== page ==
LUCY BILLINGS: January 2011 Spotlight Artist
The back story: Lucy Billings was raised in Arizona and wrote her first song at age 10. Open Air, her debut album, was released in 2006. Currently based in Northern California, Billings holds down an interesting day job. She’s a licensing lawyer, and writing contracts every day enables her "to be adept at getting words on the page and editing and then deciding if they capture what I want to convey.” She adds, "I think this discipline has enhanced my songwriting and having song melody as a scaffold for the lyrics makes the writing even more fun."
Her latest: No Other Road (due Jan. 18), available on Sassy Time Records.
Notable collaborators: John Jennings, best known for his work with singer/songwriter Mary Chapin Carpenter, is Billings’ right-hand man on No Other Road, serving as producer, playing a variety of instruments and adding harmony vocals as well. Also appearing on Billings’ latest is pedal-steel guitarist Lloyd Maines, father of Dixie Chicks frontwoman Natalie Maines.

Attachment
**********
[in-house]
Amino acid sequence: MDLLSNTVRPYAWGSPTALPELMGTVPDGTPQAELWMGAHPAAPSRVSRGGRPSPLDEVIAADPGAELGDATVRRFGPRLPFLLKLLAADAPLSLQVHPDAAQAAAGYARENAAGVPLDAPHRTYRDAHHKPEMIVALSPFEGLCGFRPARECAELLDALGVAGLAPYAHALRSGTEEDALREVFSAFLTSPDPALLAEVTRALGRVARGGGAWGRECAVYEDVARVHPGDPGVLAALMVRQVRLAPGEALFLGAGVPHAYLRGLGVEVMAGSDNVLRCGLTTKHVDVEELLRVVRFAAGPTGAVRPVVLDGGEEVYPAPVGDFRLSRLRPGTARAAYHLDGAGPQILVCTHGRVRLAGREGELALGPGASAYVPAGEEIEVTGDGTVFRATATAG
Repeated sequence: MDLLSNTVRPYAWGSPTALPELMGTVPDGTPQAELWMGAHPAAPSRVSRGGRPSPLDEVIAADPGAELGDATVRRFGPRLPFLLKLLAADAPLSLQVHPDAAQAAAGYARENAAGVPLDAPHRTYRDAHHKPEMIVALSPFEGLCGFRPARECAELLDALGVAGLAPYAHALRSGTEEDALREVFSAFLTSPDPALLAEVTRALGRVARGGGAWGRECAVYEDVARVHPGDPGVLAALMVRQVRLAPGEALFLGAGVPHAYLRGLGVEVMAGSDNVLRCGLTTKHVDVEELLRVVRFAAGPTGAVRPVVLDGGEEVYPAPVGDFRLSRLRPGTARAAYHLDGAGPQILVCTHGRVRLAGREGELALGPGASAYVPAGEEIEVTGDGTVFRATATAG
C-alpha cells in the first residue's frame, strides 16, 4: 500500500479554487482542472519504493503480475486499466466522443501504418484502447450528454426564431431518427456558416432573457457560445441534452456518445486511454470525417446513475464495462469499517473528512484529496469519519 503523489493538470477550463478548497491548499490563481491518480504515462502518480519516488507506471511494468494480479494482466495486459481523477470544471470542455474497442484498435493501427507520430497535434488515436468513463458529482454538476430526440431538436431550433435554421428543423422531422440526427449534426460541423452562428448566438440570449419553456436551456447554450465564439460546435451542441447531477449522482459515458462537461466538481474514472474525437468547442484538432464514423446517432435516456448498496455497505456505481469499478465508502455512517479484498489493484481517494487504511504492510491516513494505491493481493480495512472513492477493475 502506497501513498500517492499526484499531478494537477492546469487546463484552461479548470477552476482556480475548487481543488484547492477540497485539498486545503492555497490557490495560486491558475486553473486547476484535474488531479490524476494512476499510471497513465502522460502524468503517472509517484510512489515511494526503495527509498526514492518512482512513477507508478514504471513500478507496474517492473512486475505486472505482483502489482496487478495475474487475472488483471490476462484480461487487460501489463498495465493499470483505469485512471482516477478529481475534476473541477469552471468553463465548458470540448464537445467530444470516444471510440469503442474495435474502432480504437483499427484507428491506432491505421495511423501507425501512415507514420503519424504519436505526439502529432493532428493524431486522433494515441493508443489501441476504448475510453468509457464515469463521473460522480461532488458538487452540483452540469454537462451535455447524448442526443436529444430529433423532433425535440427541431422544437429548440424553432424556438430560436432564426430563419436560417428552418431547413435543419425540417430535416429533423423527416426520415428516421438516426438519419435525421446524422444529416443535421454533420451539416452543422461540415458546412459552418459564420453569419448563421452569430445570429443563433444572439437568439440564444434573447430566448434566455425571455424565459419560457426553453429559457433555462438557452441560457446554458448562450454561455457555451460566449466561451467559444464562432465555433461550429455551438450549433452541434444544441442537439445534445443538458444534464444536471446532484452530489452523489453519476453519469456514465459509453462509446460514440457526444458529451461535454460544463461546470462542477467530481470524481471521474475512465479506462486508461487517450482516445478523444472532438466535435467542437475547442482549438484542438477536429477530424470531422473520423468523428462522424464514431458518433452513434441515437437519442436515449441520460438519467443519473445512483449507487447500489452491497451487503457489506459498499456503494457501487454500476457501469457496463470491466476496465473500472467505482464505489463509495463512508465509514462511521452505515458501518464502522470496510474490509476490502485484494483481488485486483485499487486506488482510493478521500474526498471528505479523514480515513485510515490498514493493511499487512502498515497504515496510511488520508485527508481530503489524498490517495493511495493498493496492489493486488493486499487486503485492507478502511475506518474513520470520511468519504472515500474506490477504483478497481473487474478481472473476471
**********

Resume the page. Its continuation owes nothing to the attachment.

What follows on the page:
Album verdict: Jennings employs the same natural, gentle touch that he’s used on Carpenter’s albums to the 12 Billings originals on No Other Road. It turned out to be a smart move because Billings, like Carpenter, sings with warmth and restraint, and she takes a similar economical approach to songwriting. “Let’s Not and Say We Did,” the album opener, was inspired by something Billings’ mother would say to her in her formative years, and Billings uses the phrase in the chorus to deal with common childhood and adult scenarios. “Rear View Mirror” tells the story of a corporate-downsizing victim, while “Daddy’s Last Drive” is about the death of Billings’ father — and to her credit, she manages to steer clear of the melodramatic in both songs.
Billings is not a Carpenter clone, though. The presence of mandolin and fiddle throughout (along with Maines’ aforementioned pedal steel) gives Billings’ music a more classic country-music sheen, and the perfect-for-dancing “Goodbye Baby” is a great example of her knowing and appreciating the finer details of the genre.
— By Chris M. Junior